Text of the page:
The visitor experience
The story of Pikes Peak is fascinating in all regards and will inform the design process and results. Through close collaboration with each major stakeholder, the design team led by RTA Architects and GWWO Architects, will design an iconic summit experience.
“We have a responsibility to honor the efforts of our forefathers when they constructed the early summit facilities. Those buildings served the needs of visitors originally, but they have reached the end of their useful lives and now actually constrain operations and enjoyment. A new Summit Complex will seek to support the mission of each major stakeholder and provide a new and exciting visitor experience for the 600,000 people who travel to the summit each year. The desire of the RTA/GWWO team is to design buildings and site improvements that are functional, maintainable, energy efficient, educational, inspirational, and timeless.”
---Stuart Coppedge, Principal with RTA Architects.
The goal is to create a seamless, immersive visitor experience. From arrival at the summit and through all steps in their experience, visitors should be focused on and enveloped in the natural forms of the mountain, as well as the expansive views. Designs for the interior and exterior exhibits, site improvements and amenities, and building will become part of the story-telling, merging with the natural environment so that a balance is created and emphasis is placed on the resource and the experience of the Peak. The work will become a part of, rather than an intrusion on, the setting, so that the visitor’s focus remains on the beauty, richness, and history of the nature surrounding them.
Interpretive design of exhibits will bring life to each visitor’s experience, integrating the ability to customize one’s own experience on the Peak and providing opportunities for sharing and storytelling through multi-media interaction and connected sustainability.
Subscribe to New Heights, the Pikes Peak Summit Complex e-newsletter for updates about the design process and for notices of public meetings by sending an email to: SummitComplexInfo@coloradosprings.gov
Federal jurisdiction of the summit requires that, before design and construction of a new Summit Complex could move ahead, an Environmental Assessment (EA) had to take place to consider and disclose any potential environmental effects. The EA process involved soliciting comments from Federal, State and local agencies, and other individuals or organizations interested in or affected by the implementation of the proposed project.
The Pikes Peak Summit Complex Environmental Assessment (EA) was prepared under the direction of the United States Forest Service, Pikes Peak Ranger District as the federal lead agency by the environmental planning team of EDM International, Logan Simpson, and SLR under the requirements of National Environmental Policy Act (NEPA).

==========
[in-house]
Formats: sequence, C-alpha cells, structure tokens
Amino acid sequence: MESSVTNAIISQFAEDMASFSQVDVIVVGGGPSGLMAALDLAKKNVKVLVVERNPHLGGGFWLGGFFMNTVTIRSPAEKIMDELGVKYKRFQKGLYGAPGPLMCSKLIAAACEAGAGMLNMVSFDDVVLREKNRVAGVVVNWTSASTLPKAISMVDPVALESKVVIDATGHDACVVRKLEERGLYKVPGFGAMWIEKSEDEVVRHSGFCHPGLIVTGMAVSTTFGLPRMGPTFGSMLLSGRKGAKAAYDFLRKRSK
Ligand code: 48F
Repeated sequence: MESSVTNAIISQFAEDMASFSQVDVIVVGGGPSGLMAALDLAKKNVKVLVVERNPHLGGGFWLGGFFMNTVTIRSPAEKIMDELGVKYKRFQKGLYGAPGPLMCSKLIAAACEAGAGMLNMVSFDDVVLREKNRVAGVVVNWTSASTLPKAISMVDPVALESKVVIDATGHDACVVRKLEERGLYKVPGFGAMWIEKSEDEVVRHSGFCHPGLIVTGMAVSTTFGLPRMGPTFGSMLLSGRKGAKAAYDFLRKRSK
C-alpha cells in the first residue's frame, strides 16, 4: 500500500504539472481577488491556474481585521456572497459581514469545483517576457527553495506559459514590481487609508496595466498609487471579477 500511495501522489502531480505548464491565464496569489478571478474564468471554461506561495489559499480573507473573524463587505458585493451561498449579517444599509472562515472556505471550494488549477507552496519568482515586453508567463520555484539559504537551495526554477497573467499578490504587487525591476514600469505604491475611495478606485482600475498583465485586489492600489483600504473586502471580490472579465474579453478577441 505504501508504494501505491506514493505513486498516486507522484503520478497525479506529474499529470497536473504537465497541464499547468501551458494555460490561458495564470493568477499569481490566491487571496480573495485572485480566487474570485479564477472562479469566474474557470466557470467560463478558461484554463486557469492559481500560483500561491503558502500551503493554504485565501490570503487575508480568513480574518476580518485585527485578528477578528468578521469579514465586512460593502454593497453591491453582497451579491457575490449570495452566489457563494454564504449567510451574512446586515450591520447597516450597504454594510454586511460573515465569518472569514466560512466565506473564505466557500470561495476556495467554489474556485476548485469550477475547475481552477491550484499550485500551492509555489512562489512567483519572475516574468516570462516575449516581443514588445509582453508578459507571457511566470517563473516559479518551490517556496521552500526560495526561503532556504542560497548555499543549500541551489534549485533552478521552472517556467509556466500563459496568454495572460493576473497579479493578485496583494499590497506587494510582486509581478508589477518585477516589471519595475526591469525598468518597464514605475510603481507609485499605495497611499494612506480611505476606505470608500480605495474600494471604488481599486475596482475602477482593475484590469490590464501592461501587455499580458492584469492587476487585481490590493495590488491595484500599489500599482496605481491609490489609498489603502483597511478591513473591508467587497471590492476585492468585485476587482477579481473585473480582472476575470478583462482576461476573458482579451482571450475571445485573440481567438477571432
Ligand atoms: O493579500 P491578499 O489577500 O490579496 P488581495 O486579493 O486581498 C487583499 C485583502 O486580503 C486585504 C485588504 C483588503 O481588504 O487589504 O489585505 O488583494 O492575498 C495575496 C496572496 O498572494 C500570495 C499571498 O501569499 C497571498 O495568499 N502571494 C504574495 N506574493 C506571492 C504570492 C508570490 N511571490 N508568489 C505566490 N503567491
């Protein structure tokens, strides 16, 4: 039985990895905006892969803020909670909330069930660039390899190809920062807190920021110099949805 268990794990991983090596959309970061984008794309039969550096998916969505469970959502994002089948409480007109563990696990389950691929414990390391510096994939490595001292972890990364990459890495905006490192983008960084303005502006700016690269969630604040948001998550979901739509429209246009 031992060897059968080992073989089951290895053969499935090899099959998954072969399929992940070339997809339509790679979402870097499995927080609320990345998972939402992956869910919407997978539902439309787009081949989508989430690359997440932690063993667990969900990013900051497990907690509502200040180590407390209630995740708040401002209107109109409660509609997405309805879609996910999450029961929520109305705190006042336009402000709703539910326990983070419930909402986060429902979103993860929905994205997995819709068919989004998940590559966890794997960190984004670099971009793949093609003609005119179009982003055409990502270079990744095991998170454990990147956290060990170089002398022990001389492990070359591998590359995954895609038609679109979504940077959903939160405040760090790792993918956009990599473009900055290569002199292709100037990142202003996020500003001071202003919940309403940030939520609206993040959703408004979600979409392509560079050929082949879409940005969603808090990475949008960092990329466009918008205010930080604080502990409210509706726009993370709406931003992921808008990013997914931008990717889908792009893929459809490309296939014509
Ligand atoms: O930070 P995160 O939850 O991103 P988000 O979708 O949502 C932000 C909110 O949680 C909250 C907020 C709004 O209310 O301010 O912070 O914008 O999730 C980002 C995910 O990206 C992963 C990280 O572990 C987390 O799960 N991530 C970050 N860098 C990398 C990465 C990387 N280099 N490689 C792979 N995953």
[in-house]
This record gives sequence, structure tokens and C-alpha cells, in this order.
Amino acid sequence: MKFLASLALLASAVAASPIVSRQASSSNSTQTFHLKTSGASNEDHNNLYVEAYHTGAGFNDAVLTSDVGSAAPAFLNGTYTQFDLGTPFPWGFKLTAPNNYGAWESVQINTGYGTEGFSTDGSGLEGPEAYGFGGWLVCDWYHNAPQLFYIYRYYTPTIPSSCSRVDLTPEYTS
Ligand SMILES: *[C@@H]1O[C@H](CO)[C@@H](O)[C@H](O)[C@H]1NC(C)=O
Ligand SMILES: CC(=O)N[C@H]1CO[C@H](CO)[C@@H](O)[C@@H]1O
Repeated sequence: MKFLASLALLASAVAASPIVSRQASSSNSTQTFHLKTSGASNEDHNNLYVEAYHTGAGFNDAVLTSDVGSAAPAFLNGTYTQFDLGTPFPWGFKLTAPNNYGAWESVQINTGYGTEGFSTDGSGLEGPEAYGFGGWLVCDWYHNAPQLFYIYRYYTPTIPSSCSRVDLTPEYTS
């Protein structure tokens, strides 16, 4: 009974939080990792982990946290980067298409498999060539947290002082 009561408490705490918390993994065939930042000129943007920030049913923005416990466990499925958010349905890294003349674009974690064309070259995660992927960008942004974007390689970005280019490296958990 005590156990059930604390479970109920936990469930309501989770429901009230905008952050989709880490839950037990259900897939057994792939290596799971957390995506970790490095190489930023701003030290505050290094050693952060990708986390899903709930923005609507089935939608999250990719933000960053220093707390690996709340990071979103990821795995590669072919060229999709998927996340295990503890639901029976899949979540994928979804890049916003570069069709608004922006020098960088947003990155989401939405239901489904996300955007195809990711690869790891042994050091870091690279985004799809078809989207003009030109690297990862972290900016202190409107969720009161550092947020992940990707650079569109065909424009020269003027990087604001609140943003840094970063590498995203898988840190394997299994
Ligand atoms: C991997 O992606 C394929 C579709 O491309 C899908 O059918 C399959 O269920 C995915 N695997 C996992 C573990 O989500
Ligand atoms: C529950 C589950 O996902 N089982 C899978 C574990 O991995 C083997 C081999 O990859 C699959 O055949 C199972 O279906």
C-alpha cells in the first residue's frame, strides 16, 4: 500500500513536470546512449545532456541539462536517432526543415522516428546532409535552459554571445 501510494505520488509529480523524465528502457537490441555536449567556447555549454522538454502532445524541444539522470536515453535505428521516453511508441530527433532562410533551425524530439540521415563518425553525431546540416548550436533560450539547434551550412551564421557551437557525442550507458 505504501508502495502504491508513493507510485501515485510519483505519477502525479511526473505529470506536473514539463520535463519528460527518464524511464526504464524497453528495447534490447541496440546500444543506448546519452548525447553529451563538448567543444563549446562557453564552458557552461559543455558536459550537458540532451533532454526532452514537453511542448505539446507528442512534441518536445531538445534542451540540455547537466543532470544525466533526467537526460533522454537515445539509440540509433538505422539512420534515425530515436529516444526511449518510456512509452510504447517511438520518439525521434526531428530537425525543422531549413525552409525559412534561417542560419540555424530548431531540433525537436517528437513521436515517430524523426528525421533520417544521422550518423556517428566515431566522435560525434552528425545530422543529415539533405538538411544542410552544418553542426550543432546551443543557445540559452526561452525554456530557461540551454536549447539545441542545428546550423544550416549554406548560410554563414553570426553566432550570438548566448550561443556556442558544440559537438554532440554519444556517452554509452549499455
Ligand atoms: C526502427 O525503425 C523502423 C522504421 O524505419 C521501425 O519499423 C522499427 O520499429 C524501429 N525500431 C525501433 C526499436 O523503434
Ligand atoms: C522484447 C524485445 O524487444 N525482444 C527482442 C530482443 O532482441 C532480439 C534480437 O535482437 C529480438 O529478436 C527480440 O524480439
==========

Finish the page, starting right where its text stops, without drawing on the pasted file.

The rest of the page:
NEPA is a procedural act followed to ensure that environmental information is available to the public and to public officials, and that input is sought before decisions are made and action is taken. Public involvement through a scoping process is a requirement of the environmental review process.
The EA evaluated a reasonable range of alternatives and analyze the social, economic, and environmental impacts of the project. While the EA is a required, but separate, first step in the overall process of designing and constructing a new Summit Complex, the two processes dovetail with public input informing both efforts.
The project was cleared to break ground after receiving a “Finding of No Significant Impact” on May 3, 2018 following the environmental assessment issued by the U.S. Forest Service.
What Facilities Make Up the Pikes Peak Summit Complex (PPSC)?
The United States Forest Service (USFS) owns the land (the Pike National Forest) on which the Pikes Peak Highway and the Summit House (visitor center) are built, but the City of Colorado Springs operates and maintains these facilities under a special use permit with the USFS. All in all, at the summit of Pikes Peak there are currently a municipal utility facility and three facilities serving federal and local agencies, including:
- The Summit House visitor center and Plant Building, operated as a City Enterprise by Pikes Peak - America's Mountain (PPAM)
- The Maher Memorial High-Altitude Research Laboratory (HARL), operated by the U.S. Army Research Institute of Environmental Medicine (USARIEM)
- The Pikes Peak Multi-User Communication Facility, operated by Colorado Springs Utilities (CSU)